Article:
In certain cases it may be possible to receive financial compensation for providing care to an elderly family member, according to the American Association of Retired Persons. Some possible options include state-administered programs such as Medicaid, which vary greatly depending on location; stipends sponsored by Veterans Affairs; or coverage from a private long-term care insurance policy.
Most Medicaid programs provide waivers to facilitate direct pay from federal funds to individuals giving elderly care to a family member. However, AARP affirms that the elderly family member must meet income requirements to participate in Medicaid.
The University of California, San Francisco, describes how most caregivers are often unpaid for the physical assistance and emotional support that they provide. Although it is not always possible to receive direct financial compensation, numerous free resources are available for caregivers and elderly family members. This includes meals delivered to the home, local community center programs for the elderly and home health services.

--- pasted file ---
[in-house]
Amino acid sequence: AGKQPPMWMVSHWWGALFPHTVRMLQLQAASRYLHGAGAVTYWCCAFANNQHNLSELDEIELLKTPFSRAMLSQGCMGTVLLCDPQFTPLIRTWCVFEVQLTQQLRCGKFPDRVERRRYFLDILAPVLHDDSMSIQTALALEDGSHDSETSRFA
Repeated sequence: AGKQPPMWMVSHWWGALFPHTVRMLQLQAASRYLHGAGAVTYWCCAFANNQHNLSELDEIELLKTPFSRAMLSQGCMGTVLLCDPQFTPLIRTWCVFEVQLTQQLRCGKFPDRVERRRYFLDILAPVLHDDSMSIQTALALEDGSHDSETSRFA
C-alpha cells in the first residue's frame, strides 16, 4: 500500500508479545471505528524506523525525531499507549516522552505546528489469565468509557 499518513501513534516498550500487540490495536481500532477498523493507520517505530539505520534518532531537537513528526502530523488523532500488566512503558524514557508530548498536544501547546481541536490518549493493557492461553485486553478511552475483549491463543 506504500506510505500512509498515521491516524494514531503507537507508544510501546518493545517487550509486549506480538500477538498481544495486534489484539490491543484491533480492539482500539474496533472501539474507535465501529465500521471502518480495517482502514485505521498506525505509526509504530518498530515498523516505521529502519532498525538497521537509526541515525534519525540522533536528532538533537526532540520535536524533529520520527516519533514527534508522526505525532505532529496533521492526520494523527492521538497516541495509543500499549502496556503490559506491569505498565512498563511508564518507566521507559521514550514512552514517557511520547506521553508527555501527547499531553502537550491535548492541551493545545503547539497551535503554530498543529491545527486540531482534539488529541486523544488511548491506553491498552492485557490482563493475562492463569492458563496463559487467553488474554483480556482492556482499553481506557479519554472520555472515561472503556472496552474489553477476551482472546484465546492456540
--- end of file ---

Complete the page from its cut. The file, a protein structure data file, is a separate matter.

AARP states that caregivers may qualify for certain tax exemptions and deductions. For example, an individual who provides more than 50 percent of the care for an elderly parent may be eligible to claim the parent as a dependent for tax purposes. Also, certain medical expenses may be deducted.